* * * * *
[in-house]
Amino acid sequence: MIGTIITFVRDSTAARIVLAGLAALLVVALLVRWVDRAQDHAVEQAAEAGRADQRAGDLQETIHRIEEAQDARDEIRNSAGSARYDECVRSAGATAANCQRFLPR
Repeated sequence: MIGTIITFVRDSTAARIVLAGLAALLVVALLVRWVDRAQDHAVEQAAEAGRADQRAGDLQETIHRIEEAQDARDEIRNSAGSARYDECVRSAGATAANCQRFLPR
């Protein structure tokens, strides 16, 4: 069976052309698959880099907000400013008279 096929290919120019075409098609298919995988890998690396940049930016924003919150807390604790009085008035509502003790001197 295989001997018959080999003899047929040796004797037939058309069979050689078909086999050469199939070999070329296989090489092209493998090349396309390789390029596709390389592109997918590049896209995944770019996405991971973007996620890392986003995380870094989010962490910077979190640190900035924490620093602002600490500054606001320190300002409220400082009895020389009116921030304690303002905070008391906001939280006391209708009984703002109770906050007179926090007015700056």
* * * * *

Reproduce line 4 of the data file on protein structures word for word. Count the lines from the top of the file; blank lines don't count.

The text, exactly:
């Protein structure tokens, strides 16, 4: 069976052309698959880099907000400013008279 096929290919120019075409098609298919995988890998690396940049930016924003919150807390604790009085008035509502003790001197 295989001997018959080999003899047929040796004797037939058309069979050689078909086999050469199939070999070329296989090489092209493998090349396309390789390029596709390389592109997918590049896209995944770019996405991971973007996620890392986003995380870094989010962490910077979190640190900035924490620093602002600490500054606001320190300002409220400082009895020389009116921030304690303002905070008391906001939280006391209708009984703002109770906050007179926090007015700056």